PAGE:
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Michelle Buckley

Associate Professor

Phone: 416-287-7302
Location: HL520


  • Research Associate, Cities Centre
  • Member, Association of American Geographers
  • Fellow, Royal Geographical Society (RGS)
  • Member, RGS Geographies of Justice Working Group

Teaching Interests

Teaching Responsibilities for 2017-2018

  • GGRA03 Cities and Environments
  • GGRC13 Urban Political Geography
  • JPG1809 Spaces of Work

Research Interests

I am an urban and economic geographer whose research lies at the intersections of urbanization, work and employment, and labour migration. Two broad areas of interest currently drive my research:

Developing intersectional feminist frameworks for studying urbanization

My research is broadly focused on intersectional feminist perspectives on urbanization, urban labour and everyday life in cities. A key question that has animated my work in research years is: Who is building cities, and under what conditions? This research has explored the contemporary role that non-citizen workers play in producing, maintaining, and transforming urban built environments. Over the past two decades, precarious forms of temporary, foreign labour have become an increasingly prevalent feature of construction sectors in a range of cities across the Global North and South. Drawing on approaches from postcolonial urban scholarship, feminist political economy and critical urban theory, this research highlights the ways that gender, ethno-nationality, race, class and citizenship are mobilized and produced through the incorporation of migrant workers in the urbanization process.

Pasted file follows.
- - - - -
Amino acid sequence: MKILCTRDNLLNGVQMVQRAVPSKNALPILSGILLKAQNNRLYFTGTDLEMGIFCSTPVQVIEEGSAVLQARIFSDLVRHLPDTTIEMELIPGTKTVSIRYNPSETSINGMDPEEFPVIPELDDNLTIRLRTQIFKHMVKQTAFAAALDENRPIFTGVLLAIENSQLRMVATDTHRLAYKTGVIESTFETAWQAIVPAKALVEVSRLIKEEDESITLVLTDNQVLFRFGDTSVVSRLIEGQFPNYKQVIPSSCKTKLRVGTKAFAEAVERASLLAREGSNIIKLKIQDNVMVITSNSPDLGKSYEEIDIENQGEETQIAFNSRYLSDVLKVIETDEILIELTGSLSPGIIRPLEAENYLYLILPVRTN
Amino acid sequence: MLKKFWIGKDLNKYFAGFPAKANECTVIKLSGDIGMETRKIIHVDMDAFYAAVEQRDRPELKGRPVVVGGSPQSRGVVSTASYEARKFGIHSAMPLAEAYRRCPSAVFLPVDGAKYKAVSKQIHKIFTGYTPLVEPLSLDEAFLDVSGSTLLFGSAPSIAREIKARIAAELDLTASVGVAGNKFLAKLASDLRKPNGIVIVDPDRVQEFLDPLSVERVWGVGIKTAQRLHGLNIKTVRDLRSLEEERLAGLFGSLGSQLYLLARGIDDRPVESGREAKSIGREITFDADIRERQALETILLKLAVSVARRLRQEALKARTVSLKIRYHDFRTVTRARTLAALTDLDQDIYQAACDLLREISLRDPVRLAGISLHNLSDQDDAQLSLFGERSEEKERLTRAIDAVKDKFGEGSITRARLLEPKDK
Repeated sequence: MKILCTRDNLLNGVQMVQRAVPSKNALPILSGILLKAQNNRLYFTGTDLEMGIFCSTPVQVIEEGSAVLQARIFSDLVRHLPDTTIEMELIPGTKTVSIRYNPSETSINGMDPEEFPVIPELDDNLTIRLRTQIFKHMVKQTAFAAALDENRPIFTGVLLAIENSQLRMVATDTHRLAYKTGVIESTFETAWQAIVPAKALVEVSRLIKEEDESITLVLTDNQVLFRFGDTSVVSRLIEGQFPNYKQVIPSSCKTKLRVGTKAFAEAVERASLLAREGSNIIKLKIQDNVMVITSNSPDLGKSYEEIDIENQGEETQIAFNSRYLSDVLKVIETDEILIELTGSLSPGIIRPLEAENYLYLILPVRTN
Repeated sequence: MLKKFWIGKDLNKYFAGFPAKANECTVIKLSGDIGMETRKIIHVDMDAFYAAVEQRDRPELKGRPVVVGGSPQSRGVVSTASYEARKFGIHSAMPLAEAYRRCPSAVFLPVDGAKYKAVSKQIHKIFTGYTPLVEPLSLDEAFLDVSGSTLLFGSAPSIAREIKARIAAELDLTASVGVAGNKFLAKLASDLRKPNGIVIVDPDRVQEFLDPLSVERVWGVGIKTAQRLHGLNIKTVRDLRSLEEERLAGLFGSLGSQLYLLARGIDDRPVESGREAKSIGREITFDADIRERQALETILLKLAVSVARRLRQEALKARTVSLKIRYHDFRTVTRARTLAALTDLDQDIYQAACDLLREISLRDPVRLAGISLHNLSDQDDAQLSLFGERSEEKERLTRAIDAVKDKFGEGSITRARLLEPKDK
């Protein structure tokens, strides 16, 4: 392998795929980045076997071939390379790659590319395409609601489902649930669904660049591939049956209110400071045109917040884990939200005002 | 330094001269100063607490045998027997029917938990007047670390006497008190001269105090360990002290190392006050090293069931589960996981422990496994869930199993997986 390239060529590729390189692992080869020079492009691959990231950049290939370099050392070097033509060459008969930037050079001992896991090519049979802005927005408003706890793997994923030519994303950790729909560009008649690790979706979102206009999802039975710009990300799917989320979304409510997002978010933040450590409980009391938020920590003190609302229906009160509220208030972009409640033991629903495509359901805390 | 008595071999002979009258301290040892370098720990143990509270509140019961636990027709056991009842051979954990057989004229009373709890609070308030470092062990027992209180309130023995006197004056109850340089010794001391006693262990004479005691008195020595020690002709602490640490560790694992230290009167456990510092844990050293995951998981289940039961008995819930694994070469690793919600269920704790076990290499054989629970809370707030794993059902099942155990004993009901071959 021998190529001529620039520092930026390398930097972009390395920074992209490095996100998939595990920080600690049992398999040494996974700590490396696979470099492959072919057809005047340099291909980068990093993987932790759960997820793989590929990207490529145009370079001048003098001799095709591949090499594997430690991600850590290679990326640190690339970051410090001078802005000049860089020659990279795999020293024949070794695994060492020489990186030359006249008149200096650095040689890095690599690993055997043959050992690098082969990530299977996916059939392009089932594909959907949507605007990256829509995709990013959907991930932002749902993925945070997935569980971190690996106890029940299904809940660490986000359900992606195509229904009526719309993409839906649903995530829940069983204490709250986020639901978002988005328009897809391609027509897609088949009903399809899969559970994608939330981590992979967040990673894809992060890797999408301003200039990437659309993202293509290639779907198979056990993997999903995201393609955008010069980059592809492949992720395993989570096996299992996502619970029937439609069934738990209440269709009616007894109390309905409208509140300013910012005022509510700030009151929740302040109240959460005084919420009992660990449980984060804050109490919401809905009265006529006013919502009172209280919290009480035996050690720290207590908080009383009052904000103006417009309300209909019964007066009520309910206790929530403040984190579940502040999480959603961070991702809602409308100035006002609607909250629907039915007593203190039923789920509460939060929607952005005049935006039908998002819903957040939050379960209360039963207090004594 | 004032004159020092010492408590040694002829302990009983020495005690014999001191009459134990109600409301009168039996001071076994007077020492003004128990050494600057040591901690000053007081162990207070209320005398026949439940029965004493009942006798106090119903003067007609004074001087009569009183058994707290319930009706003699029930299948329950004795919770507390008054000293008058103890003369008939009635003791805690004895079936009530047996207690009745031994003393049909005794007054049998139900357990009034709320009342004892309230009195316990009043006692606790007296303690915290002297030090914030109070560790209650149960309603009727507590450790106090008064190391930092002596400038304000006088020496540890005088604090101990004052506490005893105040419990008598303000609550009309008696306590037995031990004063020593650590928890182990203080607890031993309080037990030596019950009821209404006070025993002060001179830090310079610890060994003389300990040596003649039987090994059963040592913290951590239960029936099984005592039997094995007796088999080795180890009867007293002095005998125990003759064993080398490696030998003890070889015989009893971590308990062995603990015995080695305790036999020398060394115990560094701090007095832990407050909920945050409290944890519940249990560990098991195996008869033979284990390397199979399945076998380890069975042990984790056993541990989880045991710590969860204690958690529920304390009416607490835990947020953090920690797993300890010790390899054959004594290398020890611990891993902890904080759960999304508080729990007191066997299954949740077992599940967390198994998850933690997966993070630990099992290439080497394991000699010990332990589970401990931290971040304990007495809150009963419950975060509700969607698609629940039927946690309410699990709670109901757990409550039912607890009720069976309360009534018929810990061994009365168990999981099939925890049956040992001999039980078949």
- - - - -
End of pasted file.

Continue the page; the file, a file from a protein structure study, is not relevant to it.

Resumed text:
Exploring the urbanization of capital and labour in Gulf Cooperation Council economies

A second area of interest has been the political economic restructuring currently taking place in Gulf Cooperation Council (GCC) States. In a time where processes of neoliberalization, regional economic integration and ‘post-oil’ strategies of economic diversification have been unfolding across the region, I have been interested in the ways that efforts to re-engineer Gulf economies have involved the increasing use of urban built environments and their attendant components – particularly urban mega-projects, construction markets and circuits of urban development finance – to institute these agendas. I have sought to map some of these new capital-urban relationships, and to consider the socio-political implications for migrant construction workers as Gulf cities establish a host of new ties to the global economy.

Awards & Grants

2015                  International Labour Organization Research Grant, ‘Migrant Labour in Construction’

2015-2016       SSHRC Connections Grant (Co-Applicant), ‘Rethinking urban theory through the lens of planetary urbanization’

2015-2017       Connaught New Researcher Award

2013-2015       SSHRC Insight Development Grant, ‘Urbanization from Below: Migrant Construction work in Toronto and London’ 


Journal articles

Book chapters

  • Buckley, M. and Reid-Musson, E (forthcoming 2017) ‘Urbanization as a bordering practice”, in Jonas, A., K. Ward, B. Miller and D. Wilson (eds) Handbook on Spaces of Urban Politics. Routledge.
  • Ogunyankin, G. and M. Buckley (2017) “Incremental and instant development: informal and spectacular urbanisms”,  in Bain, A. and L. Peake (eds.) Urbanization in a Global Context: A Canadian Readers’ Guide. Oxford: Oxford University Press.
  • Buckley, M. (2017) “Migrant Labor” in N. Castree, M. Goodchild, W. Liu, A. Kobayashi, R. Marston, and  D. Richardson (eds), The Wiley-AAG International Encyclopedia of Geography: People, the Earth, Environment, and Technology.
  • Buckley, M. (2015) “Construction Work, ‘Bachelor’ Builders and the Intersectional Politics of Urbanization in Dubai.” In A. Hanieh, A. Khalaf and O. El Shehabi (Eds.) Transit States: Labour, Migration & Citizenship in the Gulf. London: Pluto Press. Pp.132-152.
  • s: Labour, Migration & Citizenship in the Gulf. London: Pluto Press. Pp.132-152.

Commissioned reports